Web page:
Looking for online votes to make dream come true
By Phyllis Moore
Published in News on August 30, 2013 1:46 PM
Ever have an idea for something that belongs on the shelves at Walmart?
For the second year, the company's "Get on the Shelf" contest challenged inventors, entrepreneurs and armchair dreamers to submit possible products they would like to offer to customers.
Two area residents have made it to the final round, with online voting ending at 11:59 p.m. Monday. Winners will vie for a chance to have their product marketed and sold by Walmart.
One of them actually has two entries in the running, as both of her submissions were chosen. And both people enlisted the help of the Small Business Center at Wayne Community College.
"I went there for consultation on my business plan and some advice on how to market my services," said Larry Herring, who describes himself as an inventor and designer.
His artwork has already been popping up around the county -- on the walls of such restaurants as Ninja and Sumo. So when he learned about the Walmart contest, he immediately thought of another project.
"The timing was perfect because I had just finished this special Christmas card," he said.
It was something he had been working on for about a year, he said. He did the cover illustration, while a friend in Fayetteville contributed the poem.
"Christmas in Heaven" is a greeting card that a family member can send at Christmas on a departed loved one's behalf. Inside the card is a place for a 4x6 personal photo of the departed loved one.
"The people that are still here (can) actually represent the people they have lost," he said "The people that are not here are not able to send out Christmas cards ... They're spending their Christmas in Heaven."
Herring said the contest offered just the right boost of encouragement, which he believes will continue "opening the doors" for him in the future.
Jacqueline Harris sought the services of the Small Business Center when she left her job as medical office manager after 20-plus years.
"I was just trying to figure out if I was going to do something on my own," she said. "In the process of looking for a job, you have to look at all options. This was one of my options."
She already had some ideas in mind, but was unaware of an outlet for them.
"I only found out about the contest two days before (auditions) ended," she said. "I barely got it in before the deadline.
"Who wouldn't want to be in Walmart?"
Her entries are for "Toddler Tees," T-shirts with the child's age on them -- "I'm 2," "I'm 3," up to age 5 -- and a magazine for female football fans.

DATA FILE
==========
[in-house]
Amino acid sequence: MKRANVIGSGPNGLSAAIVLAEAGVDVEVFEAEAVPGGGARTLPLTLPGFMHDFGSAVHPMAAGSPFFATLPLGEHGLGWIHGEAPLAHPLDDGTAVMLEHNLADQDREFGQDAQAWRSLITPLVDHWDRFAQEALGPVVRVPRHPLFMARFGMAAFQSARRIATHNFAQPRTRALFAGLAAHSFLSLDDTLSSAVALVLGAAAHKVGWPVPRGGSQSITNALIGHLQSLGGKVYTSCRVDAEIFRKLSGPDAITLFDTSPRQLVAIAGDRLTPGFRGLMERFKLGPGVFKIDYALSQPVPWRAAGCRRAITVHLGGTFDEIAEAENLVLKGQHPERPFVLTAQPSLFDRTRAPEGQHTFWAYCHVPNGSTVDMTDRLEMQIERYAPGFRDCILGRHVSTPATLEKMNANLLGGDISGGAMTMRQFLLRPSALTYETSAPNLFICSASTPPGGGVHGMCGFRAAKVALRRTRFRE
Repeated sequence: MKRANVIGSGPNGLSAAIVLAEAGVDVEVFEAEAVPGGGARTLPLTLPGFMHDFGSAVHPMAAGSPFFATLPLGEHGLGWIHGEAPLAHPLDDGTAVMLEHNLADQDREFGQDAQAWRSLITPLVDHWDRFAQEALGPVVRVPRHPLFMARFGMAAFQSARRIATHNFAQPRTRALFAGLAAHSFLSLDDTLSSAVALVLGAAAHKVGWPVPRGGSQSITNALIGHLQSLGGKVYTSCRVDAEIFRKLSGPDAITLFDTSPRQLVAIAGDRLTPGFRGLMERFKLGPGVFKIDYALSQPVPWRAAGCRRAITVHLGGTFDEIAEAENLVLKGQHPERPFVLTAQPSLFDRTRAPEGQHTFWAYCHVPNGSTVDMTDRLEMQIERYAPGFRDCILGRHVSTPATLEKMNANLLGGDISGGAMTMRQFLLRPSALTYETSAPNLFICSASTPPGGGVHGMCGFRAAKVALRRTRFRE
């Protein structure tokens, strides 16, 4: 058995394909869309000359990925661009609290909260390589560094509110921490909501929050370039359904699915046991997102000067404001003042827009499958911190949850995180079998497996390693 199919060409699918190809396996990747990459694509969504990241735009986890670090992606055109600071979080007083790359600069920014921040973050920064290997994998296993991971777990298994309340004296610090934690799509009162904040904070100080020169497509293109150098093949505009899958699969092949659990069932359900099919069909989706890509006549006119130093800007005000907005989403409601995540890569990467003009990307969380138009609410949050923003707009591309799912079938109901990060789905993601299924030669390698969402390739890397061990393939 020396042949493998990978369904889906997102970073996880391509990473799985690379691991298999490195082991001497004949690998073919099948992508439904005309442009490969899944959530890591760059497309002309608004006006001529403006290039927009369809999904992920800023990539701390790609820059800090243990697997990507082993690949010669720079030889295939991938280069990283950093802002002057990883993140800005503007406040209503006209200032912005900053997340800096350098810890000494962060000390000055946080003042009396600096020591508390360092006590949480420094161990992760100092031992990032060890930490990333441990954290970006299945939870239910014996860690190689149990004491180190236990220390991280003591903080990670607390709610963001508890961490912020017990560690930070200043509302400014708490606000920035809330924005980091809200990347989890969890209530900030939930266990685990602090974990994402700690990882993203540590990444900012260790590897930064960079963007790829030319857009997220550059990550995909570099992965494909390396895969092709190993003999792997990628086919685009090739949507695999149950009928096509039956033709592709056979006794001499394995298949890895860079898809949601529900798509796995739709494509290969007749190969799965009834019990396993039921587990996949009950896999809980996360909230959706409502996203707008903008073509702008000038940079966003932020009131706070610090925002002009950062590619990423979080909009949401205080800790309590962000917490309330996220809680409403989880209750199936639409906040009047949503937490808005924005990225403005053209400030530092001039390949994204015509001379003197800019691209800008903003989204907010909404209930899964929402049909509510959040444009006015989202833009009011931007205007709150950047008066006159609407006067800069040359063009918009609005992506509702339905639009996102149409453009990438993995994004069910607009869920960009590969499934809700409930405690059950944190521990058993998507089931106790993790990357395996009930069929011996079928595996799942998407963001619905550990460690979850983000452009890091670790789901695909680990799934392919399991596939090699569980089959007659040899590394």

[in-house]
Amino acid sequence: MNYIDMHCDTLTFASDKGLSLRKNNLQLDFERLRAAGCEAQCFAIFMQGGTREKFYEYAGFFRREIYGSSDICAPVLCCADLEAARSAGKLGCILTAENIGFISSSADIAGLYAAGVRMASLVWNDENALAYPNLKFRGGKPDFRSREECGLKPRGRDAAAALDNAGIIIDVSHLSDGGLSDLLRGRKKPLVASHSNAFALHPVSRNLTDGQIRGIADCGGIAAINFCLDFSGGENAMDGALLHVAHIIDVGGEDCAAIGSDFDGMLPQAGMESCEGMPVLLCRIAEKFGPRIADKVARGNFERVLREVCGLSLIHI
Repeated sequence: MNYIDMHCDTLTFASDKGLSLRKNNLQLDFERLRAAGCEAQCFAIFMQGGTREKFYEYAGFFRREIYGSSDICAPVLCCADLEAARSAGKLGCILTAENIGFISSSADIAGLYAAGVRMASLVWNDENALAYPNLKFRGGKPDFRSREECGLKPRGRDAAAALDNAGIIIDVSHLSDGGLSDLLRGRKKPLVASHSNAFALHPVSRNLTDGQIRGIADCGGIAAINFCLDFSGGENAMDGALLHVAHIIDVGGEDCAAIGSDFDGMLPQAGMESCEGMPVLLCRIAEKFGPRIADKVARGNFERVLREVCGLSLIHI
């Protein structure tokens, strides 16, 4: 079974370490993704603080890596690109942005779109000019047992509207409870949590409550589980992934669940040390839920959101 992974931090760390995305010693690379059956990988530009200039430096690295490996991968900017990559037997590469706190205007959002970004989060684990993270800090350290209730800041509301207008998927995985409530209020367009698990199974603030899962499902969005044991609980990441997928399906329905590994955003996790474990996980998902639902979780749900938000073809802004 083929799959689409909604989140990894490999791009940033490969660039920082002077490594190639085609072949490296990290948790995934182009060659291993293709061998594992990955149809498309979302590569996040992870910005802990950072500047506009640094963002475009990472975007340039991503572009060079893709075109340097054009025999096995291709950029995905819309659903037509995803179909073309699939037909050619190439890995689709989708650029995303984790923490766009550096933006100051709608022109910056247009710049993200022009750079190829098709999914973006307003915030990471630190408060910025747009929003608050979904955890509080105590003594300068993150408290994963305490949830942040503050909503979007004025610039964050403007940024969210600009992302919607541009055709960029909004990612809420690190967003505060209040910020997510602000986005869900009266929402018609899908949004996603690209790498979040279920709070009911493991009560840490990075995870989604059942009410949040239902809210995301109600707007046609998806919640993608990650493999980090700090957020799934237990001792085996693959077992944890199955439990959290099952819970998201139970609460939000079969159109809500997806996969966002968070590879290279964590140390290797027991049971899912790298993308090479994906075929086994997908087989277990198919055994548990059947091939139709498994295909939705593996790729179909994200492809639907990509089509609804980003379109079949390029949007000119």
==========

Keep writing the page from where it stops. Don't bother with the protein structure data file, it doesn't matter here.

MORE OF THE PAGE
Printing up the shirts was easy enough, she said. Finding tiny models to showcase them for the contest video was another matter.
"I just walked up to somebody in Walmart -- they were from the base -- and asked if their kids could slip on the T-shirts," she said with a laugh.
As for the second entry, the idea came from her own love of the game, coupled with the belief that others shared her passion.
"NFL's (The National Football League) fan base is more than 50 percent women," she said
"It's a family thing -- we have all got matching jerseys, food, tailgating, home-gating," she said. "Not just Super Bowl parties. It's the whole culture of football."
Since her entry was chosen, she's been "writing like a mad woman," interviewing football agents, working on concepts to fill the pages of her proposed publication.
"I'm going to publish it whether it gets on their shelf or not, getting it into convenience stores, if I have to sell it out of the trunk of my car," she said.
Renita Dawson, associate vice president of continuing education at WCC, was formerly director of the Small Business Center when Herring and Ms. Harris were clients.
The center's purpose, she explained, is to help individuals interested in becoming entrepreneurs by providing counseling, educational seminars and information and referrals toward starting a business. She said it's rewarding to see clients do well, and was pleased to learn about the two local entrants.
"These two individuals, I know they are prepared for whatever the next step is because they were at the point of, 'How do I market my product?'" she said.
To watch a video of the local entries or to vote, go to the following links: